Despite Fewer Fires, Firefighter Calls Have Tripled Since 1985

Data from the just-released report from the NFPA shows that only 4 percent of calls are fires. Two thirds were medical aid or rescue calls.

The data shows that the role of the modern firefighter is poorly understood by the public. Only a tiny portion of a firefighter’s time is spent dousing flames.  That’s not to say their role as the last line of defense in fires is less important—nor that the problem of house fires is well in hand. As the NFPA points out, declining numbers of overall fires can be misleading.

While total reported fires have generally declined over the past 15 years, this is primarily due to a drop in the number of vehicle fires and outside and unclassified fires. The decline in structure fires has been much smaller. In 2015, structure fires accounted for 37% of reported fires, with home structure fires representing 2 7% of the total. Home structure fires caused 78% of all civilian fire deaths, 71% of civilian fire injuries, and 49% of total direct property damage. Vehicle fires accounted for 15% of the reported fires. Almost half (48%) of the reported fires were outside, non-structure, non-vehicle fires or other unclassified fires.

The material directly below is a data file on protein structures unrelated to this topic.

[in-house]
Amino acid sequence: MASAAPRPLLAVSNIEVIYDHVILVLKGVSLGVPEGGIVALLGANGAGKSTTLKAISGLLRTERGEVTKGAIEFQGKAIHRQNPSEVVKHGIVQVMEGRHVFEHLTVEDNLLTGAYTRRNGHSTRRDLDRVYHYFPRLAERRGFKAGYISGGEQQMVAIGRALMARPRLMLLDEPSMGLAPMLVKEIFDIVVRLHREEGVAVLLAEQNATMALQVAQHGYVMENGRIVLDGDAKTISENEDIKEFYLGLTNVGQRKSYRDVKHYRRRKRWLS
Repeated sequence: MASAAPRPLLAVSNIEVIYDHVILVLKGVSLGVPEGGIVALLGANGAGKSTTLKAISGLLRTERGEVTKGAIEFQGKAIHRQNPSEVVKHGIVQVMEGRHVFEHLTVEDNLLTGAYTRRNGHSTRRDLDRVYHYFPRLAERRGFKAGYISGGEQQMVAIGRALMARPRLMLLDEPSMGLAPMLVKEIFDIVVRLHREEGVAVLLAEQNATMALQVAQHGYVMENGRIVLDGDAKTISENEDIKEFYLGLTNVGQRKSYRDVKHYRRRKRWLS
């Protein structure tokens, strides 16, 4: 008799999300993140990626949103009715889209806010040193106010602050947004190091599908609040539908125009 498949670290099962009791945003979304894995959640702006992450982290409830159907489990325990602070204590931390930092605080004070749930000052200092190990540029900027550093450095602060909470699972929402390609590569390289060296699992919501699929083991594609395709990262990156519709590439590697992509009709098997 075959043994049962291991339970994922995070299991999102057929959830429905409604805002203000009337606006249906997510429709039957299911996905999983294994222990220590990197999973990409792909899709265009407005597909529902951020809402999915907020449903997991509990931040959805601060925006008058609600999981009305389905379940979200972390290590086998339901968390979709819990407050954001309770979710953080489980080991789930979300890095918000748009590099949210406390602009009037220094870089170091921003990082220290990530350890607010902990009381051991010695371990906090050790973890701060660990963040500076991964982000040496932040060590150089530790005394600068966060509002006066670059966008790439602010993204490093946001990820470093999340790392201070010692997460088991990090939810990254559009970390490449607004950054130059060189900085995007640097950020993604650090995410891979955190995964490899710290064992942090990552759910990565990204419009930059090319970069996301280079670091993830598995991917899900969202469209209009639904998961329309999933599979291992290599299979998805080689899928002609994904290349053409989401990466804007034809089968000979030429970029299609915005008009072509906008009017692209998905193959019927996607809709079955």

In general fire departments have been more succesful in reducing the number of fire casualties in apartments and multi-family units than in homes. In fact, “Fifty-four percent (270,500) of all reported structure fires occurred in one-

and two-family homes, including manufactured homes; 19% (95,000) occurred in apartments.”

Also, because of the rapid rise in housing values, the actual property losses from fires adjusted for inflation has actually increased since 1977: The adjusted loss per structure fire was 40% higher in 2015 than it was in 1977, although still 23% lower than the 2008 peak.”